NEW YORK – Jonathan Elkhoury, an Israeli-Christian resident of Haifa, took part last May in a turbulent event about Israel held at the University of California, Irvine. It was “Israel Apartheid Week” on campus and Elkhoury was part of a delegation of the Reservists on Duty organization, defending Israel’s reputation.
At one point, when the dispute shifted from English to Arabic, a student of Palestinian origin burst out and said: “You are stealing my language,” Elkhoury recalled.
“I’ve been before on several campuses, but at Irvine it was the peak, in personal attacks against me and also in attacks against Israel,” he said.
“It was the essence of the anti-Israel activity on the campuses that categorized me as a Jew. I was accused by a girl who was born in the United States and barely speaks Arabic, ‘You steal my language.’ I told her, ‘How do I, as a Christian Arab, who grew up in Lebanon and lives in Israel, steal something from you?’ She had never been to Israel, and her Arabic was less than basic. She tells me that I am a liar and in the same breath tells stories that in Haifa, my city, there is an apartheid regime with separate buses for Arabs and separate schools.”
The incident, it turns out, did not deter Elkhoury, who serves as a minorities coordinator in Reservists on Duty . Next week he will again cross the Atlantic, this time heading a small delegation of citizens who wish to become the next thing in Israeli hasbara” (public diplomacy): They are Arabs, their mother tongue is Arabic and they will try to defend, in English, the reputation of Israel.
With Muslims, a Christian and a Druse on board, no one would be surprised if the delegation also draws fire during its two-week visit to campuses across the US, from San Jose to Minnesota.
Amit Dari, who heads Reservists on Duty, said the delegation’s schedule was completely filled.
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The organization was established in 2015 by reservists who, as the group’s website says, “felt it was their duty to expose and counter the new antisemitism erupting on college campuses across America.” They wish to “counter the Israeli nonprofit organizations that assist BDS,” mainly Breaking the Silence.
During its tour of the United States, the new public relations group will be called “Arabs Breaking the Silence.” According to the organization’s brochure, the delegation will include: Muhammad Kabiya, an Israeli Beduin, and Ram Asad, a Druse, both of whom are former IDF soldiers; Dema Taya, a Muslim young woman from Kalansuwa in central Israel; and Bassem Eid, a human rights activist who is a Palestinian living in east Jerusalem.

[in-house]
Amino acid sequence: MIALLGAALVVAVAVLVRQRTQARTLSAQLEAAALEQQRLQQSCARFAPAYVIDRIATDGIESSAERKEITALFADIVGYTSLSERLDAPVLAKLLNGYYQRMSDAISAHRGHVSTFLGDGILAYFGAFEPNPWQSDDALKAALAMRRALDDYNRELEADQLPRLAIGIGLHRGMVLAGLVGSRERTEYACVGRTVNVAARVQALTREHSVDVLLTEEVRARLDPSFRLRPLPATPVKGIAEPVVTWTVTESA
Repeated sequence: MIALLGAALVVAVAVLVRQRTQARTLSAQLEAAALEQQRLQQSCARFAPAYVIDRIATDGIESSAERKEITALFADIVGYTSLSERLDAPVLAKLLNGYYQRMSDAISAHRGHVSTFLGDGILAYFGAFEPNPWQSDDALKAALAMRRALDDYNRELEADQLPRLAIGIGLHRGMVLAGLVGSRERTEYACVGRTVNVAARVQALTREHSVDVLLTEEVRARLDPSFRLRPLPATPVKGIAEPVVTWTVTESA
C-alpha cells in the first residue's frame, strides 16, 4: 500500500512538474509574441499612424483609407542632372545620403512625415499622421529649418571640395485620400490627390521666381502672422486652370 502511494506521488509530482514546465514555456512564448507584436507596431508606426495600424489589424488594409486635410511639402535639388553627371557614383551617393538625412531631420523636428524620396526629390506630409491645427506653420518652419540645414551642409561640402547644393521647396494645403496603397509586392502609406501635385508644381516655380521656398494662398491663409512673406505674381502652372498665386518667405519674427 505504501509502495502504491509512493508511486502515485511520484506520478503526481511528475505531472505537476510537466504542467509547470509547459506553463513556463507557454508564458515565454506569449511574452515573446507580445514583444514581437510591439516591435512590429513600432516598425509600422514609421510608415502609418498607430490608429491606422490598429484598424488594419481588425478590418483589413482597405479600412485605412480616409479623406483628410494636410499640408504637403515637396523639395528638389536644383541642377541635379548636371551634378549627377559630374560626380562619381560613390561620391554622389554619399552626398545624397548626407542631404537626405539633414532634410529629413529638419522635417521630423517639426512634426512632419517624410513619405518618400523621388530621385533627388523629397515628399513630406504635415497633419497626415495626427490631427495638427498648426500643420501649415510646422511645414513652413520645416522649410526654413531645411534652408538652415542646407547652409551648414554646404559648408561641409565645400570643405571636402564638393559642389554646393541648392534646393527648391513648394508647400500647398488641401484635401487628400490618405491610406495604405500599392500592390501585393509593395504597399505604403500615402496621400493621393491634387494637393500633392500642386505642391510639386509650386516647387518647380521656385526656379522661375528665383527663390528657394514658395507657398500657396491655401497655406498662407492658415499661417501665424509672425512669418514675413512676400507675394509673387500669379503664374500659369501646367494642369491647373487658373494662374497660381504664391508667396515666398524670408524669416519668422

According to Dari, the delegation was supposed to be joined by another Palestinian, but he did not receive a visa from the US Consulate.
“This is a group of minorities from Israel, from the entire religious spectrum, who want to talk about their personal experience in Israel. We want to refute the claims that BDS organizations are spreading against us. They use us, Israel’s minorities, to slander Israel and say that it is racist and discriminates against its minorities, and we will say otherwise,” Elkhoury said.
The son of a onetime South Lebanese Army officer, Elkhoury came to Israel from Lebanon at the age of nine and lived on the margins of the Arab community, which did not accept his family, or other South Lebanon Army families.
“From an early age, I saw the disinformation about Israel in the media, especially regarding Israel’s treatment of its Arab residents,” he said. “It bothered me, as a person who grew up in a country that did not protect him and did not allow freedom to live life as he chooses. I am also active in encouraging and integrating young people from the Christian community to enlist in the army and national service, and also to encourage people not to be afraid to reflect who are they and their feelings.”
But what do the Arab delegation members represent, if about half of them served in the army or in national service and some, like Elkhoury, do not live in their communities? “We do not represent the Arab society,” Elkhoury answered.
“Each one represents only himself and not his community. Each one of us is an individual and the common denominator is the desire to present a different point of view.
“It’s true that I define myself first of all as a Christian Lebanese and not an Arab. But some of the members of the delegation live in Arab villages in Israel and are not afraid to express a position that is different from that of the more vocal minority. Most of them want to share and have a good and full life. And there are LGBT members who have something to say about the limited possibilities they had in their community.”
According to Dari, the delegation will sound “silenced voices” within Arab society. “It’s a mosaic of all the Arab minorities who live in Israel. And they say that the same people who BDS activists are using us to attack Israel do not say it’s true. Let’s tell you our personal stories. We do not want to convince the Jews and we do not want to convince the bad guys. We want to appeal to the average American audience and tell them you are been lied to and be aware of what is really happening.”
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